5 Common Estate Planning Mistakes

When it comes to estate planning, ignorance is anything but bliss. Lots of people are probably familiar with estate planning as a concept, but do they understand just how important it is and do they even have plans of their own in place?

If you can’t confidently answer basic questions like these, you’re at risk of making a common estate planning mistake – or may have already done so. The good news is that your estate plan isn’t necessarily final until it needs to be executed. That means that if you’re reading this and realize you need legal assistance, you still have time to talk to a qualified and experienced estate planning attorney about your options.

Please take some time to read three the following five common estate planning mistakes and consider whether you’re at risk and how you can better protect yourself and your loved ones.

1. You Don’t Have a Real Plan

The first mistake most people make is not having a solid plan in place or not having one at all. This is incredibly risky because not having a will or trust leaves the division of your property up to the state’s laws during probate when you pass away. Sometimes, your property can end up in the hands of relatives you wouldn’t trust with it, and the courts alone can determine who will assume guardianship of your minor children.

If you are at the end of your life, lacking Advanced Directives can leave your doctors and loved ones in the dark about how you want to be medically treated. How far should doctors go to save or preserve your life? Leaving such choices up to your loved ones without your input can force them to make difficult decisions without truly understanding what you would have wanted.

2. You’ve Never Updated Your Plan

Estate planning shouldn’t be seen as a one-and-done deal. Just as you and your family grow and change over time, so too should your estate plan flex with the ebbs and flows of life. You might want to consider reviewing your estate plan on an annual or semi-annual basis, depending upon how much life has changed recently. You should certainly revisit your estate plan when you have new high-value assets (such as real estate) or have experienced a change in your family dynamic (marriage, divorce, births, and deaths).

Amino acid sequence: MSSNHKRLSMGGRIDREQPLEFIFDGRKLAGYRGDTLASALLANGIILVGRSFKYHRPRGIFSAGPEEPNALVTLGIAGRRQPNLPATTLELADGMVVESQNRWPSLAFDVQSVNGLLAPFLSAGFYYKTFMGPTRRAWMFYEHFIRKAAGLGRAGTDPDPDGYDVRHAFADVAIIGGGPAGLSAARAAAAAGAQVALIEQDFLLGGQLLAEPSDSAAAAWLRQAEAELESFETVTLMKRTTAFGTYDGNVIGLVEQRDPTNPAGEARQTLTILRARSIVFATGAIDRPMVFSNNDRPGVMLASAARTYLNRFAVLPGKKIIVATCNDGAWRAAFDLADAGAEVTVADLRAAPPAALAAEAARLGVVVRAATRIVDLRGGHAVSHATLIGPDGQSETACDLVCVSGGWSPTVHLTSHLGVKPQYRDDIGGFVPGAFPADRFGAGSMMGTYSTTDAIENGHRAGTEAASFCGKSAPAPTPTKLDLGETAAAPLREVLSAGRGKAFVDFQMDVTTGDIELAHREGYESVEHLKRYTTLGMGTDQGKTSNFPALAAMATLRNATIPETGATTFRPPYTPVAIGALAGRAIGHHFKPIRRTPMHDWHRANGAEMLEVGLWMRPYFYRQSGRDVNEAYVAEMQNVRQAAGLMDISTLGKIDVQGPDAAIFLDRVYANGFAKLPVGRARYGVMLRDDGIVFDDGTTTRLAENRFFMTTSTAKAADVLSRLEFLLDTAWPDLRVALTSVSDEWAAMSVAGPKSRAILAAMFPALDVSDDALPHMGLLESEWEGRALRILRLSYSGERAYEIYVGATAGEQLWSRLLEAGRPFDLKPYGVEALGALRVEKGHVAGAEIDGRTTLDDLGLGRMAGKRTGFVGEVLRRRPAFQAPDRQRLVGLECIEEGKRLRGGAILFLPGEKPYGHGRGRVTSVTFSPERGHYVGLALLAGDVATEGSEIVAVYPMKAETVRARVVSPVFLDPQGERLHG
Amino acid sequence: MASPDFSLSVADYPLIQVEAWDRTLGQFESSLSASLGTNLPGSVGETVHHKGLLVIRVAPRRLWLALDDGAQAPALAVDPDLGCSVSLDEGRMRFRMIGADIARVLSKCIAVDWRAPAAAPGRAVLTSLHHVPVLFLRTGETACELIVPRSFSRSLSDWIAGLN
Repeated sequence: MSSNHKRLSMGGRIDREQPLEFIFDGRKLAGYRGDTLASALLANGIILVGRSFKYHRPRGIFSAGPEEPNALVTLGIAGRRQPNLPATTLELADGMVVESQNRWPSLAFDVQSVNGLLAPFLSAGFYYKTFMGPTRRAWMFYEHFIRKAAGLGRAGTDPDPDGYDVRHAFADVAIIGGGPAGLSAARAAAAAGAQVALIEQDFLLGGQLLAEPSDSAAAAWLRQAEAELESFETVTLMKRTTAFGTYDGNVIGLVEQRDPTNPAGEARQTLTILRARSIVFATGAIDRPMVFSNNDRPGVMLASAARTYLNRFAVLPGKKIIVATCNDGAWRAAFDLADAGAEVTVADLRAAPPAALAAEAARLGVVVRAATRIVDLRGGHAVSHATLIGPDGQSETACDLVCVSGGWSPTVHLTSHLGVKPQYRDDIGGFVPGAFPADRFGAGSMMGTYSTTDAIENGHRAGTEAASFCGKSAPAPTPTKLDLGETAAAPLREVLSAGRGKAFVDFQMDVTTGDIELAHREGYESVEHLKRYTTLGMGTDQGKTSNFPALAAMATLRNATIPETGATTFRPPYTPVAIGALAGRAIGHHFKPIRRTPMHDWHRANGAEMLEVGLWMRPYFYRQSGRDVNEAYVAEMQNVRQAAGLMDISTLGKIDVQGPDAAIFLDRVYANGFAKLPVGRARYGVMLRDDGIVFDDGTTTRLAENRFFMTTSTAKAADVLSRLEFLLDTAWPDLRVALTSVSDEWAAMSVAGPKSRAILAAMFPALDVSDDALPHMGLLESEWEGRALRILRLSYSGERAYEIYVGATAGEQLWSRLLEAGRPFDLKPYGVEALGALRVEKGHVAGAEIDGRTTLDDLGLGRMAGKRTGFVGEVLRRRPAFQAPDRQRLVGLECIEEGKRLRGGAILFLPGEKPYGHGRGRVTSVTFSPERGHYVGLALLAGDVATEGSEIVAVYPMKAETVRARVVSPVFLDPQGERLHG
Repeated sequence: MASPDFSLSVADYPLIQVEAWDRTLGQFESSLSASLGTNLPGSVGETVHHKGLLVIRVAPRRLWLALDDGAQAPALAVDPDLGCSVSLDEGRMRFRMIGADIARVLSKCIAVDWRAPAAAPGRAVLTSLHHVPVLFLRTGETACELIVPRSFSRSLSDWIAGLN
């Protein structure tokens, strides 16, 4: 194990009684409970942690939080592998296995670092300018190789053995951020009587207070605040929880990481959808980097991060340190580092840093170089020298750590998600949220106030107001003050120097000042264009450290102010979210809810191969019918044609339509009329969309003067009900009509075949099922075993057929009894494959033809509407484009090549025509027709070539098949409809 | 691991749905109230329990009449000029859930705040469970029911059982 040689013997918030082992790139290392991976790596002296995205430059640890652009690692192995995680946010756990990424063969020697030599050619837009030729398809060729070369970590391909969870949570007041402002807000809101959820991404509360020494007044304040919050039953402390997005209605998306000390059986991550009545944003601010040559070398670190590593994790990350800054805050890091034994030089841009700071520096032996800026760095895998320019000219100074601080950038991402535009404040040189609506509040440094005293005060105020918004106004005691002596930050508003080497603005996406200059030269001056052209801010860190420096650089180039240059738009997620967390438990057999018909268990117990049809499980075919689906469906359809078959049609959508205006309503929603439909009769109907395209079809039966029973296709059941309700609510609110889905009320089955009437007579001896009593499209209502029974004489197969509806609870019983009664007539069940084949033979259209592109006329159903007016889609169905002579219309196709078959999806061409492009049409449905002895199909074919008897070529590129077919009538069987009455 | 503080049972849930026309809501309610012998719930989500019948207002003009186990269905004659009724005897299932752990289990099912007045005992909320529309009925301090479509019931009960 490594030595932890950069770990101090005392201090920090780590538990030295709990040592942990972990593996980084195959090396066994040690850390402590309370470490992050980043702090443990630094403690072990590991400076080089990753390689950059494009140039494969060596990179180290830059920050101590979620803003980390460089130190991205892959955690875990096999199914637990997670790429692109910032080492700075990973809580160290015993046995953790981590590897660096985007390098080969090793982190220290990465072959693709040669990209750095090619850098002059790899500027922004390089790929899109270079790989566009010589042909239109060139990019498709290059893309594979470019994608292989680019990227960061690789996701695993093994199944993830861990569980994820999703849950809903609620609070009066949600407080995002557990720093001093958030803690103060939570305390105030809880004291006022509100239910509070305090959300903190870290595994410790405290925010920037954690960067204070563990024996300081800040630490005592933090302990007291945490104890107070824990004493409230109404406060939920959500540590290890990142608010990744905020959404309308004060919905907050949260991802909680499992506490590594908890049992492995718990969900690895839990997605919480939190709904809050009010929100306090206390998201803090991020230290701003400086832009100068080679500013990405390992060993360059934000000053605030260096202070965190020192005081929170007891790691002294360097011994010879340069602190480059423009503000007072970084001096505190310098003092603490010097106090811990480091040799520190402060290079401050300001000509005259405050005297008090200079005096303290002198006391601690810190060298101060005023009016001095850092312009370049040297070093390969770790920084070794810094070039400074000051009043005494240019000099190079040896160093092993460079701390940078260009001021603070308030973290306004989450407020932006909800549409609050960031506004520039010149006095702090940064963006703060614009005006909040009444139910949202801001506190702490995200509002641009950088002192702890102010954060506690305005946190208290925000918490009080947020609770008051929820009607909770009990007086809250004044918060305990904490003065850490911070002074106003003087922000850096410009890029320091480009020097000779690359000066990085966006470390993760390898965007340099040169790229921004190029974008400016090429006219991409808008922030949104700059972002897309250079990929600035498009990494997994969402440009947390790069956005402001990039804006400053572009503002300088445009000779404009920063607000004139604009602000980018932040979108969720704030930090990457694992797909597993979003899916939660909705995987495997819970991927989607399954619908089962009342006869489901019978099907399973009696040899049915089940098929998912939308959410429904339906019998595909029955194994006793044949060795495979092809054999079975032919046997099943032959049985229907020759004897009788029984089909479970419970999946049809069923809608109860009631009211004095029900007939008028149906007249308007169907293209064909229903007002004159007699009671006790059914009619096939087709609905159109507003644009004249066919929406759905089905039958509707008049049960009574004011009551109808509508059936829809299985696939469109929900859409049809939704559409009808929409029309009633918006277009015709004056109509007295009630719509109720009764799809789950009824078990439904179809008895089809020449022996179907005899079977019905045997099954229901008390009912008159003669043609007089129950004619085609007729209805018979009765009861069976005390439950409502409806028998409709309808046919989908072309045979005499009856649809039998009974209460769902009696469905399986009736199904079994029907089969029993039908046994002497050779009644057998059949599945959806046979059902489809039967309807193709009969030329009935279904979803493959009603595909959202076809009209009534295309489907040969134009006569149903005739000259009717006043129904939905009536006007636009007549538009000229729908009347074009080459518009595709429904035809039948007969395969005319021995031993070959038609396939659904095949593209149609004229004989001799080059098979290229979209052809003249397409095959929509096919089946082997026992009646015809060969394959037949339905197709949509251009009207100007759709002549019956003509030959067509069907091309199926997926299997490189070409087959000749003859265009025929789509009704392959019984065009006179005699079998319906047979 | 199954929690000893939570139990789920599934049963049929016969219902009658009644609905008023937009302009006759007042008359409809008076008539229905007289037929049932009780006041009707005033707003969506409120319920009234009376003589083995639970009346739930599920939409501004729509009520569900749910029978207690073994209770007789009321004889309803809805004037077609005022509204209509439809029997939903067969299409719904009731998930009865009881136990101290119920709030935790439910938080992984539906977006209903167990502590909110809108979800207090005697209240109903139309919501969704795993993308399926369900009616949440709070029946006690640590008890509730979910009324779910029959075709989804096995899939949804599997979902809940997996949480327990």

By adjusting your plan with your life as you move on, you won’t have to worry about losing sleep over making sure your loved ones are protected should something happen to you.

3. You Haven’t Considered Long-Term Planning

Too many people don’t take long-term planning into account when it comes to their estate plan. This kind of planning maps out how you’ll be able to afford a nursing home or assisted living facility one day when you are elderly and need this level of care.

Planning for this is important because it’s anything but cheap. In California during 2021, the median monthly cost of a private room in a nursing home can be anywhere between $10,000-$15,000 per month. If you know you won’t be able to afford this kind of care with your savings later on in life, you may need to consider a Medicaid eligibility plan.

4. You Don’t Attempt to Minimize Estate Taxes

The estate tax exemption can exempt a large portion of your estate from taxation after you pass away. The current exemption is $11.58 million, which means the federal government will ignore this portion of your estate before taxes kick in. If your estate is well above this amount and you want to avoid taxation, proper planning prepared by an estate planning can help.

5. You’re Trying to Do This All on Your Own

Perhaps the biggest mistake you could make, next to not having an estate plan, is to try to come up with one all on your own. We can’t stress enough how easy it can be to end up with unintended consequences if you try to handle all of this without guidance from an estate planning attorney. Minor slip-ups in the language of your trust, for example, could unnecessarily expose your estate to punishing taxation.

At the end of the day, you risk leaving your family trying to pick up the pieces and put everything together during probate. This can lead to strife and conflict in the family, which may eventually lead to legal disputes among loved ones.